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How to Know When a Child Injury Requires Medical Attention


July 23, 2015 Posted in: Family Health , Article

Scrapes, bumps, and bruises from outdoor play are a child's rite of passage, but sometimes a fall or a tumble results in a more serious injury. For many parents, the problem is to know when a twisted ankle is just a minor sprain or something worse — a serious child injury requiring a trip to the emergency room.

Common Childhood Injuries

Sprains and strains are two of the most common injuries in active children. A sprain occurs when the ligaments, which hold bones together, are overstretched. This can result from falling and landing on an outstretched arm or jumping and landing on the side of the foot. A strain is when a muscle or tendon, which connects muscles to bone, is overstretched, twisted, or torn. Sometimes, strains are referred to as a pulled muscle. Sprains and strains can be painful, but with the right treatment, most heal with no lasting problems.

Bone fractures are another fairly common child injury. Your child might have a broken bone if he or she hears or feels the bone snap, cannot bend or straighten the injured part, or if the area is very painful to the touch. Most fractures occur in the area of the long bones of the fingers, forearm, and lower leg — the weakest areas in growing children and adolescents. These injuries require immediate medical attention.

Rest Is Critical

Minor sprains and strains can generally be treated at home with ice and elevation to reduce pain and swelling. Rest is also important. "The key to prevent an existing injury from getting worse while healing is to avoid sports or any physical activity that puts pressure on the injured area," says Dr. Karineh H. Aboulian, MD, a board-certified pediatrician and an affiliated physician at Glendale Memorial Hospital and Health Center.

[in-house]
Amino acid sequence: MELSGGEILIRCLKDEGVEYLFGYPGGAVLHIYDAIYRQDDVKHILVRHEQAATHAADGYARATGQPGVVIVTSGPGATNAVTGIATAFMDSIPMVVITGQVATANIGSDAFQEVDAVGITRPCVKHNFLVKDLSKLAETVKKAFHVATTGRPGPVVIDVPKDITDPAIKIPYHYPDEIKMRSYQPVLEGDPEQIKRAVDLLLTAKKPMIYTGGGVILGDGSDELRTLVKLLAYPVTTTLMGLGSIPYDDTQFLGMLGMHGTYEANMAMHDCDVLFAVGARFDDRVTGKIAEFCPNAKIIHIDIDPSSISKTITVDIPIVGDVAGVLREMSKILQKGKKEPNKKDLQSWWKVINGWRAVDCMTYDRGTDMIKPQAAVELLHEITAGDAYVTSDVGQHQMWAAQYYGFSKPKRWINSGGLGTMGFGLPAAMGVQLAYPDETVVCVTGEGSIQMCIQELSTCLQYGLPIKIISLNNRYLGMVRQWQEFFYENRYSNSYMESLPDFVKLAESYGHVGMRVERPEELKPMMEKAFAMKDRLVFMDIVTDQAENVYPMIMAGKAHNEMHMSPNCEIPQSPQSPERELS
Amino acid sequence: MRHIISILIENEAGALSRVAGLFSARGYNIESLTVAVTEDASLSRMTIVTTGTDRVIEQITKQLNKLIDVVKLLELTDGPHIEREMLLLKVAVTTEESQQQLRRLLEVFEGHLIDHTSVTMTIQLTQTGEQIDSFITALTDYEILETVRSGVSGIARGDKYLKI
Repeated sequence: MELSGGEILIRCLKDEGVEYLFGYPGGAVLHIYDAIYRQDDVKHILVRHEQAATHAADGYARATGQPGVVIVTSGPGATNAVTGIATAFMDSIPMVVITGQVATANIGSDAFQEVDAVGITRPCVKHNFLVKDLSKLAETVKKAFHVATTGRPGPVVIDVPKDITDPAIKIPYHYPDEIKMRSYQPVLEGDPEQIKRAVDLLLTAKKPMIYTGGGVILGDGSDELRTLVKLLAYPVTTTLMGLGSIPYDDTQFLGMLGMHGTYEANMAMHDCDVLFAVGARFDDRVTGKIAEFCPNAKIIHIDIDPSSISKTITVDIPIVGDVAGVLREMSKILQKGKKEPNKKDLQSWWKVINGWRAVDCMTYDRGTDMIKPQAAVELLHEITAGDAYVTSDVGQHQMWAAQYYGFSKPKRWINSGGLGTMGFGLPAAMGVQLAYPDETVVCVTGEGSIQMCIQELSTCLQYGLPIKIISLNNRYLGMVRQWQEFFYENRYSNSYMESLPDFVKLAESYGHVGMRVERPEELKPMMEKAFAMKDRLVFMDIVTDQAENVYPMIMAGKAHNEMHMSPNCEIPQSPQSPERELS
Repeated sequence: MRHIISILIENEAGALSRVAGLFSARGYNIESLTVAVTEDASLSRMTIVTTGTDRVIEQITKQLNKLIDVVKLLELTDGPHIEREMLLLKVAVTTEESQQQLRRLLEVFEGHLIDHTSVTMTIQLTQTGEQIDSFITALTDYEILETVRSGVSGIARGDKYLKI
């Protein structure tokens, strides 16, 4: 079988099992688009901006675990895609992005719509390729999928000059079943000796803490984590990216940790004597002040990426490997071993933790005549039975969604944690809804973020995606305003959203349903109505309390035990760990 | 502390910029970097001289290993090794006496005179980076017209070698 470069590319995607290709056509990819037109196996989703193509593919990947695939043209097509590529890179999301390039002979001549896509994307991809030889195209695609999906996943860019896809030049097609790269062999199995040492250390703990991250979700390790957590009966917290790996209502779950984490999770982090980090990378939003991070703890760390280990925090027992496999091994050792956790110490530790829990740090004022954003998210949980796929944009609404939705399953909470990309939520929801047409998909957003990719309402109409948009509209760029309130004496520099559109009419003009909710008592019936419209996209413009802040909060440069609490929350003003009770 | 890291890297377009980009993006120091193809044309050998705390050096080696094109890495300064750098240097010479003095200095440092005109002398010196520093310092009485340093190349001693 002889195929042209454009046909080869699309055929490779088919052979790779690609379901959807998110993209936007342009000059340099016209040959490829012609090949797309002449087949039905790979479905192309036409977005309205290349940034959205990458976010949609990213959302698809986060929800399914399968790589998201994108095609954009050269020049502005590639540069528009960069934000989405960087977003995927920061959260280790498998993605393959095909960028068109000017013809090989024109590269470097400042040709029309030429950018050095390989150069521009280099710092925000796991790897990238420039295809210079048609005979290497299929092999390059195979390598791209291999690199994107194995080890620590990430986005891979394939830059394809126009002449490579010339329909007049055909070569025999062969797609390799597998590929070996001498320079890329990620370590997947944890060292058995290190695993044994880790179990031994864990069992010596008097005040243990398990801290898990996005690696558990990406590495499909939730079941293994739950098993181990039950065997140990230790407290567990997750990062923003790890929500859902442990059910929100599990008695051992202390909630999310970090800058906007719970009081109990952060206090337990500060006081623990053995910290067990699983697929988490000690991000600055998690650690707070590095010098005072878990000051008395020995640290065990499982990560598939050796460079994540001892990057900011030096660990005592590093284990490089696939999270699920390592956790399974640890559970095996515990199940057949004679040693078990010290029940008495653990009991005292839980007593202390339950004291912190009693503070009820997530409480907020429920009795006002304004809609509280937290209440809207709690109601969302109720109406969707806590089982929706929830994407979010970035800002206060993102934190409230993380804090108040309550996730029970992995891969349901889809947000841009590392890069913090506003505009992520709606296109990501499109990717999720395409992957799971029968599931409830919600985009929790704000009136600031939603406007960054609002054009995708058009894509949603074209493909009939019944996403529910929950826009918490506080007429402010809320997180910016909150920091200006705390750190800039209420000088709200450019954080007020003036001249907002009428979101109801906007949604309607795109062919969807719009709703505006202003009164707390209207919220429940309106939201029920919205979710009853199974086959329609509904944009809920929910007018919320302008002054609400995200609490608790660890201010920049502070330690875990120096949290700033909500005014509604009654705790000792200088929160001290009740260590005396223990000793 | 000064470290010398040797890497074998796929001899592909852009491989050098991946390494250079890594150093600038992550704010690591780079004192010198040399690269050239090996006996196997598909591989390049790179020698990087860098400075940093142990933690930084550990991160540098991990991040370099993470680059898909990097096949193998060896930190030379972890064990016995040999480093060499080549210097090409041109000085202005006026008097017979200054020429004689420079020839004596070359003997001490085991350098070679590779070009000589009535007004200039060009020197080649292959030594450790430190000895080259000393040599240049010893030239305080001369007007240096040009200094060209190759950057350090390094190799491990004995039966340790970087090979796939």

Knowing When to See Your Doctor

Falls that don't result in direct head trauma generally do not need medical attention, but if a child's injury prevents them from moving their arm or putting weight on their leg, it requires professional care. It's harder to know when to get help if there's no obvious trauma or if the symptoms don't get in the way of resuming an activity.

Below are general guidelines on when a child's injury might be more serious:

  • If the child has severe pain.
  • If symptoms do not go away after rest and home treatment.
  • If the injured area looks crooked or has lumps and bumps.
  • If the child has numbness in any part of the injured area.
  • If there is a lot of swelling or redness near the injury.

Where to Get Treated

"When in doubt, it is always recommended to seek medical care for a child's injury," says Dr. Aboulian. Most hospital emergency rooms can handle pediatric emergencies and have access to doctors who specialize in treating severe strains, sprains, and bone breaks. Pediatricians who work in non-hospital or outpatient settings can also provide care for child injuries; however, their offices may not have all the equipment needed for emergency evaluation and treatment of serious injuries.

Remember, too, that the experience of being injured will be emotional for a child, whether you seek emergency treatment or not. Be sure to tend to these needs, as well — there's no harm in kissing it better, even when doing so can't fix everything.

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